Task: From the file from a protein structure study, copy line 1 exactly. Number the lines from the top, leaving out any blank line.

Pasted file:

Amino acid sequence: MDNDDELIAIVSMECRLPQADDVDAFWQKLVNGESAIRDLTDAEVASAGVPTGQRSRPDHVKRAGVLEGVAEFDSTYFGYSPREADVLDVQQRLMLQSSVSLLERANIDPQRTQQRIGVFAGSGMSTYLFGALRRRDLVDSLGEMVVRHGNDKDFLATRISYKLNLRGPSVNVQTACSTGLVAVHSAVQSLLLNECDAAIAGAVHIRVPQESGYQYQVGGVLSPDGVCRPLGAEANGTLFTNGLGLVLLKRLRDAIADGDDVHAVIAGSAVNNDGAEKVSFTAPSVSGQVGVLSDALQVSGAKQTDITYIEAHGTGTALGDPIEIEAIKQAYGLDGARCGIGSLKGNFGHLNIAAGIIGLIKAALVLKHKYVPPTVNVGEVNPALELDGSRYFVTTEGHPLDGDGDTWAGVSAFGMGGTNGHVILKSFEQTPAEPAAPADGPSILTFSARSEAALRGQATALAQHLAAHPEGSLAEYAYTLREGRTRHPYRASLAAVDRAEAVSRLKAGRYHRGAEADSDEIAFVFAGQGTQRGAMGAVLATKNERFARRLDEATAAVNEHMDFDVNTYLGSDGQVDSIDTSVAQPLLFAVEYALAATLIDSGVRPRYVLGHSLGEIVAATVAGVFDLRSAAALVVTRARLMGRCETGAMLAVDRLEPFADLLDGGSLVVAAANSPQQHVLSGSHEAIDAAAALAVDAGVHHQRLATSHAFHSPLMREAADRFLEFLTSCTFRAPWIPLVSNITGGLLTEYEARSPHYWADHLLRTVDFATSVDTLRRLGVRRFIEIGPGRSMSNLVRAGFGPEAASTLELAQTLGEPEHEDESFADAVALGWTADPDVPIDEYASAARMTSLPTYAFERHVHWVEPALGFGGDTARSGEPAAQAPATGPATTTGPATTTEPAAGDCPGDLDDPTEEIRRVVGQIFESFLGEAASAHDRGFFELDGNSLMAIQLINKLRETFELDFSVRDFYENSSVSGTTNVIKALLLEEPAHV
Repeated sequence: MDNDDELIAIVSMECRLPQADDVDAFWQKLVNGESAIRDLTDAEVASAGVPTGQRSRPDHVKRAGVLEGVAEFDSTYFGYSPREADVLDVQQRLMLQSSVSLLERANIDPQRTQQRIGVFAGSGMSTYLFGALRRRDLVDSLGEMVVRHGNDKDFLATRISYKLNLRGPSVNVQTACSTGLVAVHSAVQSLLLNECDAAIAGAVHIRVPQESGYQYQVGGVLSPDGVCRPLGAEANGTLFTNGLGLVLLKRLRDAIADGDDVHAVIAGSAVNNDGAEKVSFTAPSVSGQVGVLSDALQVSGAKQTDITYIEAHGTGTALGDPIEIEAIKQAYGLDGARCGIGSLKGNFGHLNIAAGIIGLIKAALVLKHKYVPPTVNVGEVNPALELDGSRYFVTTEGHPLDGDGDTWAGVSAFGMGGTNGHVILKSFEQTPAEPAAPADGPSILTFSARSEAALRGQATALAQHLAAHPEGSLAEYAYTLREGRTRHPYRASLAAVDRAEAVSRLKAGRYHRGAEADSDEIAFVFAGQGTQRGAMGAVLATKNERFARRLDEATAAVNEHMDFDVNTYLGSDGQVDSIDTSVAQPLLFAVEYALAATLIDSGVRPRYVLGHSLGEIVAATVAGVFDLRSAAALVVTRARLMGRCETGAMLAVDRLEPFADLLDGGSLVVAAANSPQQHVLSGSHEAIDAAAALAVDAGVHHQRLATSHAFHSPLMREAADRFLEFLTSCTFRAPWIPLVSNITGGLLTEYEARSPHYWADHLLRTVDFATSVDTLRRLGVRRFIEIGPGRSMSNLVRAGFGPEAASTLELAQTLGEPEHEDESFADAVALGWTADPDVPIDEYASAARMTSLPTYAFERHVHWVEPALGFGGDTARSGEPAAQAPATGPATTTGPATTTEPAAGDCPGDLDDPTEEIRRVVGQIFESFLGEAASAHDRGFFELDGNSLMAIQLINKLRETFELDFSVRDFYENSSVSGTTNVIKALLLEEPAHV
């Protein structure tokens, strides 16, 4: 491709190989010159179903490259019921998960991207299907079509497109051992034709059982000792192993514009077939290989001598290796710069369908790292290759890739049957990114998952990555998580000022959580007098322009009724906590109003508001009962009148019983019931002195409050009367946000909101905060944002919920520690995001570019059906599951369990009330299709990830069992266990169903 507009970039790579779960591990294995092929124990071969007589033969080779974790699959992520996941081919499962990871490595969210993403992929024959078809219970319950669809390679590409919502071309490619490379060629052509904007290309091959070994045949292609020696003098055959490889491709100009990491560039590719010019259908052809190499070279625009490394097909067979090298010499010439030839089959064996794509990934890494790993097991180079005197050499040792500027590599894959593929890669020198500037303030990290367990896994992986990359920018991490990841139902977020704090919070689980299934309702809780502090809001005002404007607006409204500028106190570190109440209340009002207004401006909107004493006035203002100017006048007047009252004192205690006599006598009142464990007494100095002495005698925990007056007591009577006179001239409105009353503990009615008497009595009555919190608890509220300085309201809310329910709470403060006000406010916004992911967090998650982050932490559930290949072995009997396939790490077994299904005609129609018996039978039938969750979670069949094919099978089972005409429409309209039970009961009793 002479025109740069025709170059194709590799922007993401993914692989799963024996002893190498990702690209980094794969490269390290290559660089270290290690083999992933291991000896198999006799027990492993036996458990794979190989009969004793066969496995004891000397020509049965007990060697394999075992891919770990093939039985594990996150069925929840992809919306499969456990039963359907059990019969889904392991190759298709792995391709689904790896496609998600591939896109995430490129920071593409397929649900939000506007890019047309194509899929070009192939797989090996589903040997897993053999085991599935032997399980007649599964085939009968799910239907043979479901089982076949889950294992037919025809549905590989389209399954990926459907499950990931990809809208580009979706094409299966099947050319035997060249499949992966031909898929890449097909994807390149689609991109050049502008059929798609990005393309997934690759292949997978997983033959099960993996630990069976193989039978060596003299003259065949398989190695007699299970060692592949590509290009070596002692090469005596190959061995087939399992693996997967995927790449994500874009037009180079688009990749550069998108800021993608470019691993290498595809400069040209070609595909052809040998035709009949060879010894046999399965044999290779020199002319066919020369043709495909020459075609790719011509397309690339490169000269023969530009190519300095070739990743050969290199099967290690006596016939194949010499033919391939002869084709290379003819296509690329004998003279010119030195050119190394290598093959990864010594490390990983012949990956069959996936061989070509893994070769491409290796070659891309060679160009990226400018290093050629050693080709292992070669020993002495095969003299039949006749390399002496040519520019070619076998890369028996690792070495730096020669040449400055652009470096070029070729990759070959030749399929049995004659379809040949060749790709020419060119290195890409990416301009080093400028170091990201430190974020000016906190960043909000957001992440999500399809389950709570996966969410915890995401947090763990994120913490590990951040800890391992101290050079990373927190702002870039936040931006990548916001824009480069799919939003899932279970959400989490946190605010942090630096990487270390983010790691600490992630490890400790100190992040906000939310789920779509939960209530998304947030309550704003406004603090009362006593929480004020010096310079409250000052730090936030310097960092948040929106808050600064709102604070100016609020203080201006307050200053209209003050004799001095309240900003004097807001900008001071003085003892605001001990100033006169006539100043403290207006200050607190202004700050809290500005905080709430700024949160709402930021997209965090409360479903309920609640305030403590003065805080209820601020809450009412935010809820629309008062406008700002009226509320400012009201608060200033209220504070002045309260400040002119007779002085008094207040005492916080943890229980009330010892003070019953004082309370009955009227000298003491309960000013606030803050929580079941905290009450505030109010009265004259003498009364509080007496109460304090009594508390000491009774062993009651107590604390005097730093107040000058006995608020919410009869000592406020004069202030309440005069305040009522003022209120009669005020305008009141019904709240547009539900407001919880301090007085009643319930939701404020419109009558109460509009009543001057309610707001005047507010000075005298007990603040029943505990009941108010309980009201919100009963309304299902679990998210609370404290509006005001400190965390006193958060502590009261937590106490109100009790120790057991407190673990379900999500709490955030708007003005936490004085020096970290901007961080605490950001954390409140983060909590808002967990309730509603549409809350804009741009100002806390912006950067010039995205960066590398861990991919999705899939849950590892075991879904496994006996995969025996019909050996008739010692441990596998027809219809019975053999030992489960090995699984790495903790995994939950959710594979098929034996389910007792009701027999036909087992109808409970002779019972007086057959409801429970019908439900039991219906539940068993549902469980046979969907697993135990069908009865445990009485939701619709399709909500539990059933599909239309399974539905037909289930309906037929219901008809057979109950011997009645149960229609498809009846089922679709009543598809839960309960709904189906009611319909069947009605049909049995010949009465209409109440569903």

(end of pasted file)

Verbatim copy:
Amino acid sequence: MDNDDELIAIVSMECRLPQADDVDAFWQKLVNGESAIRDLTDAEVASAGVPTGQRSRPDHVKRAGVLEGVAEFDSTYFGYSPREADVLDVQQRLMLQSSVSLLERANIDPQRTQQRIGVFAGSGMSTYLFGALRRRDLVDSLGEMVVRHGNDKDFLATRISYKLNLRGPSVNVQTACSTGLVAVHSAVQSLLLNECDAAIAGAVHIRVPQESGYQYQVGGVLSPDGVCRPLGAEANGTLFTNGLGLVLLKRLRDAIADGDDVHAVIAGSAVNNDGAEKVSFTAPSVSGQVGVLSDALQVSGAKQTDITYIEAHGTGTALGDPIEIEAIKQAYGLDGARCGIGSLKGNFGHLNIAAGIIGLIKAALVLKHKYVPPTVNVGEVNPALELDGSRYFVTTEGHPLDGDGDTWAGVSAFGMGGTNGHVILKSFEQTPAEPAAPADGPSILTFSARSEAALRGQATALAQHLAAHPEGSLAEYAYTLREGRTRHPYRASLAAVDRAEAVSRLKAGRYHRGAEADSDEIAFVFAGQGTQRGAMGAVLATKNERFARRLDEATAAVNEHMDFDVNTYLGSDGQVDSIDTSVAQPLLFAVEYALAATLIDSGVRPRYVLGHSLGEIVAATVAGVFDLRSAAALVVTRARLMGRCETGAMLAVDRLEPFADLLDGGSLVVAAANSPQQHVLSGSHEAIDAAAALAVDAGVHHQRLATSHAFHSPLMREAADRFLEFLTSCTFRAPWIPLVSNITGGLLTEYEARSPHYWADHLLRTVDFATSVDTLRRLGVRRFIEIGPGRSMSNLVRAGFGPEAASTLELAQTLGEPEHEDESFADAVALGWTADPDVPIDEYASAARMTSLPTYAFERHVHWVEPALGFGGDTARSGEPAAQAPATGPATTTGPATTTEPAAGDCPGDLDDPTEEIRRVVGQIFESFLGEAASAHDRGFFELDGNSLMAIQLINKLRETFELDFSVRDFYENSSVSGTTNVIKALLLEEPAHV